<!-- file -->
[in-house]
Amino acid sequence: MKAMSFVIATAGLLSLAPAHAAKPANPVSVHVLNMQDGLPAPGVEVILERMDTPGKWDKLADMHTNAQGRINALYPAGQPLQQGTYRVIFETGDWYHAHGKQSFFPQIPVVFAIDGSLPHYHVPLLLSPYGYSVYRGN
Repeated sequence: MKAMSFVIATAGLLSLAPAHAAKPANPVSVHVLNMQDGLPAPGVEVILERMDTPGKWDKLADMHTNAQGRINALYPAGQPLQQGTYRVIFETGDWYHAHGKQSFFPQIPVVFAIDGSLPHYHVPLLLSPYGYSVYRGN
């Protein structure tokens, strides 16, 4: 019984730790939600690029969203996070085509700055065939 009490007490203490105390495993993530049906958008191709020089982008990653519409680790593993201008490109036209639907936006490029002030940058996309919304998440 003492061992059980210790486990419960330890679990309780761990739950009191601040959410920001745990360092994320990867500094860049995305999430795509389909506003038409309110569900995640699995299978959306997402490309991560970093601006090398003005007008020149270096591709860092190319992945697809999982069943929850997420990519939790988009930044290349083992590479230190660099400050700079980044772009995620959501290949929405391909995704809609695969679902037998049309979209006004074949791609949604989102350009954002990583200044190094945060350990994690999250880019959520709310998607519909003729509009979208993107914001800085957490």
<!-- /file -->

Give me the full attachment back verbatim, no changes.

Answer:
[in-house]
Amino acid sequence: MKAMSFVIATAGLLSLAPAHAAKPANPVSVHVLNMQDGLPAPGVEVILERMDTPGKWDKLADMHTNAQGRINALYPAGQPLQQGTYRVIFETGDWYHAHGKQSFFPQIPVVFAIDGSLPHYHVPLLLSPYGYSVYRGN
Repeated sequence: MKAMSFVIATAGLLSLAPAHAAKPANPVSVHVLNMQDGLPAPGVEVILERMDTPGKWDKLADMHTNAQGRINALYPAGQPLQQGTYRVIFETGDWYHAHGKQSFFPQIPVVFAIDGSLPHYHVPLLLSPYGYSVYRGN
């Protein structure tokens, strides 16, 4: 019984730790939600690029969203996070085509700055065939 009490007490203490105390495993993530049906958008191709020089982008990653519409680790593993201008490109036209639907936006490029002030940058996309919304998440 003492061992059980210790486990419960330890679990309780761990739950009191601040959410920001745990360092994320990867500094860049995305999430795509389909506003038409309110569900995640699995299978959306997402490309991560970093601006090398003005007008020149270096591709860092190319992945697809999982069943929850997420990519939790988009930044290349083992590479230190660099400050700079980044772009995620959501290949929405391909995704809609695969679902037998049309979209006004074949791609949604989102350009954002990583200044190094945060350990994690999250880019959520709310998607519909003729509009979208993107914001800085957490």